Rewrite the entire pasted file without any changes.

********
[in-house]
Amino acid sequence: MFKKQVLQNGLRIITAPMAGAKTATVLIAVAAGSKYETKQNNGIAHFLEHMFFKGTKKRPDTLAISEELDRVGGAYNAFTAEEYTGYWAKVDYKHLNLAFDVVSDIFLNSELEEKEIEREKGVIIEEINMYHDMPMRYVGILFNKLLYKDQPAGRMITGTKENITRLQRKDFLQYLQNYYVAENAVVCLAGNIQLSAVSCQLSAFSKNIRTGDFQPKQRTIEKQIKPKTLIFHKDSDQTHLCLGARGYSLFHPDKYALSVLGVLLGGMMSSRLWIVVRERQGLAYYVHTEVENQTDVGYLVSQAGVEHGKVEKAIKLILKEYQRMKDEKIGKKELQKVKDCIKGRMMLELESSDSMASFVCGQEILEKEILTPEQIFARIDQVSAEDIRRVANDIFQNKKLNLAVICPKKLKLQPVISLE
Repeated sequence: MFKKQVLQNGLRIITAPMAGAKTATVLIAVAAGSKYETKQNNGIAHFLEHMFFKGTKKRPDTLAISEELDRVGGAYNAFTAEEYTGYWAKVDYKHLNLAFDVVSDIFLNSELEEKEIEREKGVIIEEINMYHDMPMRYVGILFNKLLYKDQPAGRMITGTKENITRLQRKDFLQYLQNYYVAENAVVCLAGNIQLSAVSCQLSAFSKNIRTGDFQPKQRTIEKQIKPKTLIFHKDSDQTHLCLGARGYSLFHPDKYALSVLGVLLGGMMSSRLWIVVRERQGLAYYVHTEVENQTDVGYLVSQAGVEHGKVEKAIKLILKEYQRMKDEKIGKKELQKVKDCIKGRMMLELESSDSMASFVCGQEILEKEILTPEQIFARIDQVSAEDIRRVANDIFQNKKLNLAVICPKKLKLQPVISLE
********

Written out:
[in-house]
Amino acid sequence: MFKKQVLQNGLRIITAPMAGAKTATVLIAVAAGSKYETKQNNGIAHFLEHMFFKGTKKRPDTLAISEELDRVGGAYNAFTAEEYTGYWAKVDYKHLNLAFDVVSDIFLNSELEEKEIEREKGVIIEEINMYHDMPMRYVGILFNKLLYKDQPAGRMITGTKENITRLQRKDFLQYLQNYYVAENAVVCLAGNIQLSAVSCQLSAFSKNIRTGDFQPKQRTIEKQIKPKTLIFHKDSDQTHLCLGARGYSLFHPDKYALSVLGVLLGGMMSSRLWIVVRERQGLAYYVHTEVENQTDVGYLVSQAGVEHGKVEKAIKLILKEYQRMKDEKIGKKELQKVKDCIKGRMMLELESSDSMASFVCGQEILEKEILTPEQIFARIDQVSAEDIRRVANDIFQNKKLNLAVICPKKLKLQPVISLE
Repeated sequence: MFKKQVLQNGLRIITAPMAGAKTATVLIAVAAGSKYETKQNNGIAHFLEHMFFKGTKKRPDTLAISEELDRVGGAYNAFTAEEYTGYWAKVDYKHLNLAFDVVSDIFLNSELEEKEIEREKGVIIEEINMYHDMPMRYVGILFNKLLYKDQPAGRMITGTKENITRLQRKDFLQYLQNYYVAENAVVCLAGNIQLSAVSCQLSAFSKNIRTGDFQPKQRTIEKQIKPKTLIFHKDSDQTHLCLGARGYSLFHPDKYALSVLGVLLGGMMSSRLWIVVRERQGLAYYVHTEVENQTDVGYLVSQAGVEHGKVEKAIKLILKEYQRMKDEKIGKKELQKVKDCIKGRMMLELESSDSMASFVCGQEILEKEILTPEQIFARIDQVSAEDIRRVANDIFQNKKLNLAVICPKKLKLQPVISLE